Artificial Intelligence

Hamburg potentially a safe AI hub

19 March 2024
SERIES (10): Alois Krtil, CEO of ARIC, outlines possible implications of new AI law 

All 27 EU members voted unanimously for the Artificial Intelligence (AI) law in early February that sets standards for using AI safely and responsibly in Europe. However, the vote had been preceded by many heated debates on transparency requirements for generative AI such as ChatGPT or rules on biometric real-time recording. Hamburg News spoke to AI expert Alois Krtil, CEO of the Artificial Intelligence Centre Hamburg (ARIC) about the compromise reached.

AI law safe - but not anti competitive 

Talks on the new law had centered mainly on limiting the potential risks of various AI applications early and on avoiding over-regulation that would thwart innovation and competition. Krtil has expressed satisfaction with the compromise. "The agreement is an important step towards more responsible AI. We need a responsible approach to AI to develop secure, scalable and robust systems that give us a competitive edge over 'unsafe' systems." The AI law provides the required "legal framework". Yet, the term is slightly restrictive, according to Krtil, as the EU has agreed on framework conditions that can boost rather than hinder innovation.

ARIC-Gründer Alois Krtil

Law provides legal certainty for innovations

"Let's take e.g., generative AI, a field that opens up entirely new applications and business models." The momentum behind a technology that produces texts and images came bang in the middle of the negotiations on the AI law and had to be fast-tracked, so to speak. Many called for regulations on the new generation of AI. The pending regulations, combined with the fear of liability risks, could have led to a wait-and-see attitude. "That would have disadvantaged us in international competition. Now, the AI Act provides legal certainty and facilitates new products and services or innovations in general."

AI maturity

The regulation also counteracts "dangerous uncontrolled growth" which would see large immature AI models come onto the market, according to Krtil. That basically means that problems have arisen during the training of AI models, i.e., complete data sets are saved. "Then, the algorithm outputs fully stored data and reveals, for instance, personal data," said Krtil. The new law calls for the avoidance of overfitting and imposing security measures. "The AI Act means that potential risks in the development of AI applications must be taken more seriously from the outset." That should improve the quality of AI and lead to more competitive advantages.

Requirements on SMEs

The new AI law Act affects companies to varying degrees. SMEs will incur additional costs, while larger companies with existing compliance departments will find it easier to implement the guidelines. However, the greater trust in secure systems, which the AI law hopes to ensure, could benefit especially SMEs in particular and appeal to hitherto sceptical target groups as a result, proponents of the law say.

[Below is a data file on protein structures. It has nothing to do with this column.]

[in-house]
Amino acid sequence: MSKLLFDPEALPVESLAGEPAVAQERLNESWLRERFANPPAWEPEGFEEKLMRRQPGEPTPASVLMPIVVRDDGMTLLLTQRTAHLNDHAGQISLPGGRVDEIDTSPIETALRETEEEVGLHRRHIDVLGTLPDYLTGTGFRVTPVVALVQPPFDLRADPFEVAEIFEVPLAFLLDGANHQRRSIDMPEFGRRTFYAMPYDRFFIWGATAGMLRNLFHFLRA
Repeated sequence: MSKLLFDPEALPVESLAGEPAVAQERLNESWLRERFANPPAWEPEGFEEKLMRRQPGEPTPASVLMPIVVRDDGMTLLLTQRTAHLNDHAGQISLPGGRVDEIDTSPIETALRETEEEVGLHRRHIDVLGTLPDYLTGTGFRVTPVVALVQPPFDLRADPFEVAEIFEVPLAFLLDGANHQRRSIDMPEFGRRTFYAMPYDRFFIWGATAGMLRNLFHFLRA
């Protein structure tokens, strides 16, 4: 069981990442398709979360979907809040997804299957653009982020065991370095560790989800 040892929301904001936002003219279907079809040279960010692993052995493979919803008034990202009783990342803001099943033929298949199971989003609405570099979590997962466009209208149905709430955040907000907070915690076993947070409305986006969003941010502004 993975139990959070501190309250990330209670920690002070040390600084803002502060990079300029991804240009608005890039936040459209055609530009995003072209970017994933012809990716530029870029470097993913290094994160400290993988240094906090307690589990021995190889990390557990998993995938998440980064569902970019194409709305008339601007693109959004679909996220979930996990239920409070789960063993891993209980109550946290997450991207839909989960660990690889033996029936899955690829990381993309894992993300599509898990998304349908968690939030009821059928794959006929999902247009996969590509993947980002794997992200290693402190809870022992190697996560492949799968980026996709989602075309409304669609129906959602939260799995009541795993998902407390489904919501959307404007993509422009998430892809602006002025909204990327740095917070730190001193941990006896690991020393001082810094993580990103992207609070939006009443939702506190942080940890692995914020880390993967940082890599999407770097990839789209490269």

AI act as a competitive edge

The AI Act offers Hamburg a great opportunity. "Hamburg is an AI hotspot with more than 120 start-ups working on AI alone and the city ranks third after Berlin and Munich." Given Hamburg's edge in terms of AI applications for the B2B sector, the city should benefit from the tougher safety requirements. "AI solutions for local government, renewable energies, harbours or logistics must be subjected to closer monitoring. The law's safety and quality requirements should automatically lead to a competitive edge," Krtil stressed. Safety is always at the forefront of AI development. "But the damage potential of AI applications on critical infrastructure naturally differs from that of a lifestyle product."

European law subject to interpretation

EU member states are responsible for controlling, enforcing and monitoring the AI law. "The law also foresees fines of up to 6 per cent of annual global turnover in the event of transgressions," said Krtil. But EU laws are always subject to interpretation. "That path lies ahead of us. The AI law has to be implemented and then take effect."

Read the other parts in our AI series:

1) Hamburg clearly an AI hotspot, says Alois Krtil

2) AI Summit 2023 focuses on doom or boom aspects

3) European AI law explained

4)  AI’s impact on medicine 

5) Europe to rival U.S. and China with 'Responsible AI"?

6) AI rescuing island radio amid lack of presenters

7) Generative AI revolutionising content creation?

8) Using AI for recruiting amid lack of skilled labour

9) AI or no AI?

Sources and further information

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